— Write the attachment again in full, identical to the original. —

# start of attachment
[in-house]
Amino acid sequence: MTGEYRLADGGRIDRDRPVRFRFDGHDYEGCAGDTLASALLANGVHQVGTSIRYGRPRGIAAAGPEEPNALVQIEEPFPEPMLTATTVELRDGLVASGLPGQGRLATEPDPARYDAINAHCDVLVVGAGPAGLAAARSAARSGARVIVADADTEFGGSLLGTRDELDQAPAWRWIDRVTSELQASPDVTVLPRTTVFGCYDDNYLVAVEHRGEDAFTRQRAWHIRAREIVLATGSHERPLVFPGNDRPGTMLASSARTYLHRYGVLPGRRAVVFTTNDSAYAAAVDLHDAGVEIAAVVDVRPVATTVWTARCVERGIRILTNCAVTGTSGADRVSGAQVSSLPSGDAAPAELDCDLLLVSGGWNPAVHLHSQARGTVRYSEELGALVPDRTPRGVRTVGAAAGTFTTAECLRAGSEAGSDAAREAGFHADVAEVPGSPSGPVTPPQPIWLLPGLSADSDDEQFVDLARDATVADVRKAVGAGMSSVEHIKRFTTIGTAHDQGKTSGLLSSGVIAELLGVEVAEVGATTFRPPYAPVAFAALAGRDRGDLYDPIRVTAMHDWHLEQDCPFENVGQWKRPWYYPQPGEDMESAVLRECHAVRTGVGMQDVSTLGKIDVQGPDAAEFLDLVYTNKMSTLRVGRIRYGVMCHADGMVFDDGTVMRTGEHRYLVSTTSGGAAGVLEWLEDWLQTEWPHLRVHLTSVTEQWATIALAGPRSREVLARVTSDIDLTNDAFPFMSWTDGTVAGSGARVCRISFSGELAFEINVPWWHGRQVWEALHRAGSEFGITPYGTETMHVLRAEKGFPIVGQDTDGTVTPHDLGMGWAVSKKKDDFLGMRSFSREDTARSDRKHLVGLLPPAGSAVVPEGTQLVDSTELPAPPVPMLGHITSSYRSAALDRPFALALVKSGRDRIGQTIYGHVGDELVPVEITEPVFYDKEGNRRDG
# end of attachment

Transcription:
[in-house]
Amino acid sequence: MTGEYRLADGGRIDRDRPVRFRFDGHDYEGCAGDTLASALLANGVHQVGTSIRYGRPRGIAAAGPEEPNALVQIEEPFPEPMLTATTVELRDGLVASGLPGQGRLATEPDPARYDAINAHCDVLVVGAGPAGLAAARSAARSGARVIVADADTEFGGSLLGTRDELDQAPAWRWIDRVTSELQASPDVTVLPRTTVFGCYDDNYLVAVEHRGEDAFTRQRAWHIRAREIVLATGSHERPLVFPGNDRPGTMLASSARTYLHRYGVLPGRRAVVFTTNDSAYAAAVDLHDAGVEIAAVVDVRPVATTVWTARCVERGIRILTNCAVTGTSGADRVSGAQVSSLPSGDAAPAELDCDLLLVSGGWNPAVHLHSQARGTVRYSEELGALVPDRTPRGVRTVGAAAGTFTTAECLRAGSEAGSDAAREAGFHADVAEVPGSPSGPVTPPQPIWLLPGLSADSDDEQFVDLARDATVADVRKAVGAGMSSVEHIKRFTTIGTAHDQGKTSGLLSSGVIAELLGVEVAEVGATTFRPPYAPVAFAALAGRDRGDLYDPIRVTAMHDWHLEQDCPFENVGQWKRPWYYPQPGEDMESAVLRECHAVRTGVGMQDVSTLGKIDVQGPDAAEFLDLVYTNKMSTLRVGRIRYGVMCHADGMVFDDGTVMRTGEHRYLVSTTSGGAAGVLEWLEDWLQTEWPHLRVHLTSVTEQWATIALAGPRSREVLARVTSDIDLTNDAFPFMSWTDGTVAGSGARVCRISFSGELAFEINVPWWHGRQVWEALHRAGSEFGITPYGTETMHVLRAEKGFPIVGQDTDGTVTPHDLGMGWAVSKKKDDFLGMRSFSREDTARSDRKHLVGLLPPAGSAVVPEGTQLVDSTELPAPPVPMLGHITSSYRSAALDRPFALALVKSGRDRIGQTIYGHVGDELVPVEITEPVFYDKEGNRRDG